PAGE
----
LUGGIE adj., n.
Last Sunday was National Porridge Day and it therefore seems a good moment to select a porridge-related word. The Dictionaries of the Scots Language (DSL, www.dsl.ac.uk) offers several definitions of a luggie, but one sense is
‘A small wooden dish or vessel with one or two handles formed from the projection upwards of one or two of the staves … frequently one used for serving milk with porridge’.
DSL citations of this meaning begin in 1725 with Allan Ramsay’s The Gentle Shepherd. The word circulated widely, being recorded across Scotland from Angus to Ayrshire and as far as Ulster. By extension, the term became used for any vessel for carrying milk, especially milking-pails. In 1910, the Transactions of the Hawick Archaeological Society described how
‘Milkers were in attendance each provided with creepie or crackie-stool, and wooden luggie’.
Luggie, however, has other, older meanings - and rather sinister at least one of those meanings seems to have been. George Sinclair (d. 1696), was a man of many parts: Glasgow’s professor of philosophy from 1655 to 1667; inventor of diving-bells; author of a four-volume textbook of mathematics; developer of a system for draining coalmines, and superintendent of Edinburgh’s first supply of drinking-water. But his best-known publication was Satan’s Invisible World Discovered (1685), a compilation of ‘authentic’ witchcraft narratives, in which he referred to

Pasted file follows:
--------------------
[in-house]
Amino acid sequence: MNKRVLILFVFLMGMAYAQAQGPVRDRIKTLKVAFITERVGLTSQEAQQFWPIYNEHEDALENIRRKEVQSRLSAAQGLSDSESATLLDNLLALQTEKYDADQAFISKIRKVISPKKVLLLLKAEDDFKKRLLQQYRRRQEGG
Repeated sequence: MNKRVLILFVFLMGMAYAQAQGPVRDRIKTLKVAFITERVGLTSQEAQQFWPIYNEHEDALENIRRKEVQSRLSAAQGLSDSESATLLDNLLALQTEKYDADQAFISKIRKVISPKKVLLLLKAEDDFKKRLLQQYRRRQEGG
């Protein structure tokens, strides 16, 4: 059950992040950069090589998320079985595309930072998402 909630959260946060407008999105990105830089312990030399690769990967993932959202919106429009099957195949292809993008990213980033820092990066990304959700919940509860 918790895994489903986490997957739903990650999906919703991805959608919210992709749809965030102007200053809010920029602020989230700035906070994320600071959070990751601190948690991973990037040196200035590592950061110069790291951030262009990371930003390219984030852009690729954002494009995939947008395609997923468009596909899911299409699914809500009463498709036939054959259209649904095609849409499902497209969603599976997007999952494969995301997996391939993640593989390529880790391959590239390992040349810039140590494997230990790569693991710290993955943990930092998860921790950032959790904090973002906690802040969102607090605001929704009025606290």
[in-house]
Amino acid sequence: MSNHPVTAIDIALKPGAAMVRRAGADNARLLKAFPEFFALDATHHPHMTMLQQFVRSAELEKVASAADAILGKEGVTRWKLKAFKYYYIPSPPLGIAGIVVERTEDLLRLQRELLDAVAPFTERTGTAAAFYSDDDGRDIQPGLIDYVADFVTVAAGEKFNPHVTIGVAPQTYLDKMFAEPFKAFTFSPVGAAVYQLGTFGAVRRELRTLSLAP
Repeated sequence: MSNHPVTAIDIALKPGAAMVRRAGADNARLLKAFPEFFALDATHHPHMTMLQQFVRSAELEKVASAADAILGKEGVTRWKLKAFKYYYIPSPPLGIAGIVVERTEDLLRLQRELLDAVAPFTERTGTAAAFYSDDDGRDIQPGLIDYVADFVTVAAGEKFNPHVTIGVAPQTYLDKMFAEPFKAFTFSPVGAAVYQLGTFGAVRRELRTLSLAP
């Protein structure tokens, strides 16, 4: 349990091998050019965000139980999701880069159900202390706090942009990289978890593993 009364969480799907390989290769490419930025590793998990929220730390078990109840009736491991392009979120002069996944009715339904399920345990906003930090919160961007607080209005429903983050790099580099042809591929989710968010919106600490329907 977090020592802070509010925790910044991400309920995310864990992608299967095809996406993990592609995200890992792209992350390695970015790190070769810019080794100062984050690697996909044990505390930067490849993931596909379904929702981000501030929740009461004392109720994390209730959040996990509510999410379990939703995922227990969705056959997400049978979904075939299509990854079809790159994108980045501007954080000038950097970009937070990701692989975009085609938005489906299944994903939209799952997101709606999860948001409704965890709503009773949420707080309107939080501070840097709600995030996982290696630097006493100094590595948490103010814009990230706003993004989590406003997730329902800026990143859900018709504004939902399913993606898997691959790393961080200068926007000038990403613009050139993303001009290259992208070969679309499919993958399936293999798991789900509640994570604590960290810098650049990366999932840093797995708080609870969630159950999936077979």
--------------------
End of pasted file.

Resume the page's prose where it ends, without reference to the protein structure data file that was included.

‘a wizzard accused and execute in Shetland … called Luggie’.
The name apparently refers to the wizard’s prominent ears or ‘lugs’ (or possibly to his having only one ear). It later became a popular name for a horse, and then for anything with ear-like projections. It seems to have been a simple step from there to a milk-bowl with projecting ‘lugs’.
This Scots Word of the Week was written by Jeremy Smith. Jeremy Smith is Professor of English Philology in the University of Glasgow.